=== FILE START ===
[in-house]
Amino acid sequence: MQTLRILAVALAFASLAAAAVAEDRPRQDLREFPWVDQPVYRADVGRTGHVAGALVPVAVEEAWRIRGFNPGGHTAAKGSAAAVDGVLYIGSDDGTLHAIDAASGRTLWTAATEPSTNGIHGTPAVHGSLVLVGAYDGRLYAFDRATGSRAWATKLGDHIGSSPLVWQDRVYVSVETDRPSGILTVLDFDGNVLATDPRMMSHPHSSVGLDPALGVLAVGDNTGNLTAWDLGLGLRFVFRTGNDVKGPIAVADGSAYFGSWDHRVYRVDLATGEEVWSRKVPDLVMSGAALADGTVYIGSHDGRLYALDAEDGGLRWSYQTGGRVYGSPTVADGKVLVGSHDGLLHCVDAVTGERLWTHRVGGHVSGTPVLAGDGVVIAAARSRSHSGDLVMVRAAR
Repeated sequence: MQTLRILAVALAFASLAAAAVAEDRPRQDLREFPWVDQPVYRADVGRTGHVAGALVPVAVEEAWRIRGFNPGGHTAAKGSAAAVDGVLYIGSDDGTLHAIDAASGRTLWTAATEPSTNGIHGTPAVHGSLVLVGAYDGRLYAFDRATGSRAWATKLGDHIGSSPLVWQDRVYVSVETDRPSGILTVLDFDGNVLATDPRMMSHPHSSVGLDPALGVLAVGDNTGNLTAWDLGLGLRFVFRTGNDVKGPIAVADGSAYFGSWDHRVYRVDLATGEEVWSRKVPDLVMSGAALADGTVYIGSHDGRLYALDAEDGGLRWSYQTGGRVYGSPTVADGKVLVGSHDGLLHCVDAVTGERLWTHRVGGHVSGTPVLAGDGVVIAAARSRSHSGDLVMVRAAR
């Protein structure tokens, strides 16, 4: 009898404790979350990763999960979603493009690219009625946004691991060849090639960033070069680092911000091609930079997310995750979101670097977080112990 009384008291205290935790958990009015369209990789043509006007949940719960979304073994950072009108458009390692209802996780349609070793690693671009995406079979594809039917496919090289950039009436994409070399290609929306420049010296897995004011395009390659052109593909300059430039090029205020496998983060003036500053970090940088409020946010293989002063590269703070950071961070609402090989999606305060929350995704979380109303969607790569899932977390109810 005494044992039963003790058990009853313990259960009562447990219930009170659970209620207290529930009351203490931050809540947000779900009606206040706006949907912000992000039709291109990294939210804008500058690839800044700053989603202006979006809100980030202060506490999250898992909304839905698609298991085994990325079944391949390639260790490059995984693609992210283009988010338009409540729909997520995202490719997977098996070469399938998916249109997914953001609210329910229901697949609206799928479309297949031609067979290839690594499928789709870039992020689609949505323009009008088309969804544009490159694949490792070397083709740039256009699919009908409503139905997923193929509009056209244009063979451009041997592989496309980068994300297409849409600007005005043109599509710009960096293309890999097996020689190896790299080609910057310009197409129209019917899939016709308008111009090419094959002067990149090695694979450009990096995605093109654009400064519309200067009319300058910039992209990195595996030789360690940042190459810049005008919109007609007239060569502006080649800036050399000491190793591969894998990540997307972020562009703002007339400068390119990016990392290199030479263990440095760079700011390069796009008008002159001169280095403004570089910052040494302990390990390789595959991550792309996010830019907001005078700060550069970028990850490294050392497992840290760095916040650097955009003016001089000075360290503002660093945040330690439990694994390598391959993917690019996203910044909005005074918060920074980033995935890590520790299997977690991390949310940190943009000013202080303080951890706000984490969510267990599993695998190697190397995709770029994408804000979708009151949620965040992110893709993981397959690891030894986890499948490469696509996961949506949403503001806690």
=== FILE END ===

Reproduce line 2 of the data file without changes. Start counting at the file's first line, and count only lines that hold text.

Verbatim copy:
Amino acid sequence: MQTLRILAVALAFASLAAAAVAEDRPRQDLREFPWVDQPVYRADVGRTGHVAGALVPVAVEEAWRIRGFNPGGHTAAKGSAAAVDGVLYIGSDDGTLHAIDAASGRTLWTAATEPSTNGIHGTPAVHGSLVLVGAYDGRLYAFDRATGSRAWATKLGDHIGSSPLVWQDRVYVSVETDRPSGILTVLDFDGNVLATDPRMMSHPHSSVGLDPALGVLAVGDNTGNLTAWDLGLGLRFVFRTGNDVKGPIAVADGSAYFGSWDHRVYRVDLATGEEVWSRKVPDLVMSGAALADGTVYIGSHDGRLYALDAEDGGLRWSYQTGGRVYGSPTVADGKVLVGSHDGLLHCVDAVTGERLWTHRVGGHVSGTPVLAGDGVVIAAARSRSHSGDLVMVRAAR